Letters to the Ledger Opinion

LETTER: Rejecting Glick’s Views

As an Israeli I am appalled by the hopeless views presented by Caroline Glick (“Conversation with…” Ledger, July 20, 2012); as an American I reject her shameless dismissal of U.S. institutions and leaders; and as a reader I am dismayed by her evident disrespect of the newspaper, the interviewer and the readership.
Ms. Glick’s initial assertion that “The majority of Israelis are convinced that the so-called ‘two state solution’ is a recipe for war, not peace, and do not support it” is wrong.  Although opinions vary and polls change, one of the most recent independent polls, the annual Hebrew University Joint Israeli-Palestinian Public Opinion Poll released in December 2011 (see the Jerusalem Post 28/12/2011) indicates that support is in fact growing and Israelis and Palestinians are inching closer to agreeing on a two-state solution based on the Clinton Parameters. According to the poll, 58% of Israelis and 50% of Palestinians supported such a solution in 2011, compared with 47% of Israelis and 39% of Palestinians in 2003, the first year of the poll. Similarly, support for the peace process is still very strong as indicated in a 2011 Gallup Opinion Poll published on 30/3/2012. To the question of supporting or opposing, in principle, the peace process, 68% of Israelis either strongly or moderately support it, while only 29% moderately or strongly oppose it (13% expressed strong opposition; Ms. Glick is obviously part of this small minority.) Among the Palestinians, 63% support (strongly and moderately) the peace process while 32% oppose it.  Misleading readers on such a critical question and advancing the notion that the two-state solution is not acceptable and is viewed by most Israelis as a recipe for war is very dangerous to the future of the state of Israel.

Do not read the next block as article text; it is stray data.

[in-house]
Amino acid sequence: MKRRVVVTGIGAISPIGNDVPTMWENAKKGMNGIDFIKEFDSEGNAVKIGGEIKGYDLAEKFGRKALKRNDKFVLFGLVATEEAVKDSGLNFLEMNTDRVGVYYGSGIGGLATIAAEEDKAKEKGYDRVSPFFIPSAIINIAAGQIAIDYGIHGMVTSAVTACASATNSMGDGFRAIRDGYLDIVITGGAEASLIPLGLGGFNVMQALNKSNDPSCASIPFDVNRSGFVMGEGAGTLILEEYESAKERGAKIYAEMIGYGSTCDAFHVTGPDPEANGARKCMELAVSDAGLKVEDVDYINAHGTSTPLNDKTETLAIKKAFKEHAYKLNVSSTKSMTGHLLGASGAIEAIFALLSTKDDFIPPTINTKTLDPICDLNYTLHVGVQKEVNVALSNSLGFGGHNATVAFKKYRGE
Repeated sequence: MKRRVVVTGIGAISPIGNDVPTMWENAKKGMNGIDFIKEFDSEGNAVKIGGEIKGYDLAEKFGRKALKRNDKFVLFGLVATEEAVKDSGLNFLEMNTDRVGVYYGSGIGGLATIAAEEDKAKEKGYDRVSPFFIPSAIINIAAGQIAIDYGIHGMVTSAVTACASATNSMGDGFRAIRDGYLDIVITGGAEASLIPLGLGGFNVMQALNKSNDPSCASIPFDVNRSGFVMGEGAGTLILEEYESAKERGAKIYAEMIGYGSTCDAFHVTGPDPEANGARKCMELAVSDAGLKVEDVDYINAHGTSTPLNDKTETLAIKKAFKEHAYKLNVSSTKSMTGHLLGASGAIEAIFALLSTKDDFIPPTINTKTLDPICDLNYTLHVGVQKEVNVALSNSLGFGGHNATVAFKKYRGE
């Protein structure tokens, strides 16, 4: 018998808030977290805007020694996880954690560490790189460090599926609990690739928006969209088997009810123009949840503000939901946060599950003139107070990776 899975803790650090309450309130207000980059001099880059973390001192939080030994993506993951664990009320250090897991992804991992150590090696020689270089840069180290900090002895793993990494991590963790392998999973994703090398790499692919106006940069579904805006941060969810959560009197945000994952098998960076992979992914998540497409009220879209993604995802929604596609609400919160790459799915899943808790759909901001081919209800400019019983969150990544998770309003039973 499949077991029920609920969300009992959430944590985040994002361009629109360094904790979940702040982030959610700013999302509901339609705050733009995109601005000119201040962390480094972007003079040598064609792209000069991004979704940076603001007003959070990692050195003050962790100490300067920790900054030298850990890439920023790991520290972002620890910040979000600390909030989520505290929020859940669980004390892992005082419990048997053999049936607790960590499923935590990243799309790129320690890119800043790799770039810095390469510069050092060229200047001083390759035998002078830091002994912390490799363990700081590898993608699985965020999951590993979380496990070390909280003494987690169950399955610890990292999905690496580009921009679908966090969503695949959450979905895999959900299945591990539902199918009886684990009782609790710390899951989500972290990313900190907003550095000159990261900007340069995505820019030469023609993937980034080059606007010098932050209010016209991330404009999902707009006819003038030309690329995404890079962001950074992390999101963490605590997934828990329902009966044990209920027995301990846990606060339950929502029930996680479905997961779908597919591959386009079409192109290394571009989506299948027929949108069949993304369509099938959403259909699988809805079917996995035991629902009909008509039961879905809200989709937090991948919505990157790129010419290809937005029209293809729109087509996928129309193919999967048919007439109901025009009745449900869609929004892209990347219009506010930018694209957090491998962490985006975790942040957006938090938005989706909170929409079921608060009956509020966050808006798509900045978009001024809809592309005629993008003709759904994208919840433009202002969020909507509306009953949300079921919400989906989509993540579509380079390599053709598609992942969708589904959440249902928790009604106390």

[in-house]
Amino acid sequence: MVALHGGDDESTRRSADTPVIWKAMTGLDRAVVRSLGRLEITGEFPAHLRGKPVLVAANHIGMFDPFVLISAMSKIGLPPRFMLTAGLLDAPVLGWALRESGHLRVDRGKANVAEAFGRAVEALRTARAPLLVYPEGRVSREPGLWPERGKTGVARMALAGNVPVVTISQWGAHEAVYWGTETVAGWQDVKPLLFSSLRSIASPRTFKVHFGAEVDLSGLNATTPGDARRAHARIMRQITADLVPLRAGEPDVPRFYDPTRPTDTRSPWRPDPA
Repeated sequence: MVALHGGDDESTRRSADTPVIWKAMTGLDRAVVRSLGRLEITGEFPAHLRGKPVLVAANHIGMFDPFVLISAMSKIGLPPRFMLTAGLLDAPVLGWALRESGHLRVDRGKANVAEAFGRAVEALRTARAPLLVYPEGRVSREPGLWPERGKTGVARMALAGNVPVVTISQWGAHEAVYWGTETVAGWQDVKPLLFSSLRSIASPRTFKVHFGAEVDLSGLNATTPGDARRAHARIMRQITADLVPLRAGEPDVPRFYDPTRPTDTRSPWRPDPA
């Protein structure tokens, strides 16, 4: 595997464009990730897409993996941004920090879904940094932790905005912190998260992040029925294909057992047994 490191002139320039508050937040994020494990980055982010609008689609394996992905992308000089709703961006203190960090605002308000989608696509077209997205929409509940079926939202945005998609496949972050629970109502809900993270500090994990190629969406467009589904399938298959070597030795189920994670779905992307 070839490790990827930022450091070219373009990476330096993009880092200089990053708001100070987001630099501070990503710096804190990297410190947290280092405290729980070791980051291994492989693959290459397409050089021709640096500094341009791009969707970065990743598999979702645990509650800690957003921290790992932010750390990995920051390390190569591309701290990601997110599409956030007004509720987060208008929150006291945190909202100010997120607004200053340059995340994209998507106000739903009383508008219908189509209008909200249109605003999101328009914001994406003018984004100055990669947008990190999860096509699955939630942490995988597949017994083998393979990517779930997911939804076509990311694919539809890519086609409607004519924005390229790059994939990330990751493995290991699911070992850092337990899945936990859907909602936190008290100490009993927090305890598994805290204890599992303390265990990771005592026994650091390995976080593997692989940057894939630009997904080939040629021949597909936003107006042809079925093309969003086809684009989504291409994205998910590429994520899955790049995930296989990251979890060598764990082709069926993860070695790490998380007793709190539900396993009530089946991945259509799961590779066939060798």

I am surprised by the interviewee’s claim that Hosni Mubarak was forced out of power by the Obama administration, or that “the problem with Syria is… the Obama administration’s decision to outsource the Syrian opposition to Turkey.”  Ms. Glick is ignoring the effort and the sacrifice of many young Egyptians and Syrians in an uprising against bloody regimes, fighting for freedom and democracy.  She would prefer to see the U.S. propping up harsh dictators, and getting involved in endless wars, simply because the Israeli extreme right wing does not believe in peace, democracy, negotiations and multinational collaboration. Or maybe it is because the citizens of Egypt and Syria are Arabs?  The peace agreement between Israel and its neighbor will survive the changes in Egypt if both sides undertake broad economic, cultural and educational cooperation that goes beyond the piece of paper the agreement was signed on. The “Most Prominent Woman in Israel” should seek to promote such peaceful relations, and not be blinded by 30 years of relative calm in isolation, claiming as she does that the “peace treaty is dead in the water” just because a ruling party has changed following democratic elections.
To call an occupation a “peace under Israeli sovereignty” and to be satisfied with an “absence of war” in place of sustained shalom is a violation of our values as Jews. I am called naïve by Ms. Glick’s friends; I am attacked for not living now in Israel and therefore not having a right to voice a desire for peaceful coexistence and prosperity for Israelis and Arabs alike. But I love Israel and support it with all my heart.  We must stay strong and prepare for a possible war, but constantly strive for a time when Israeli mothers don’t need to fear that their children will die in war, and when elderly women in Haifa don’t need to be instructed how to carry a gas mask together with their walkers. Unfortunately, Ms. Glick does not offer a path, nor hope for such a time.

Zvi Rozen
Amherst

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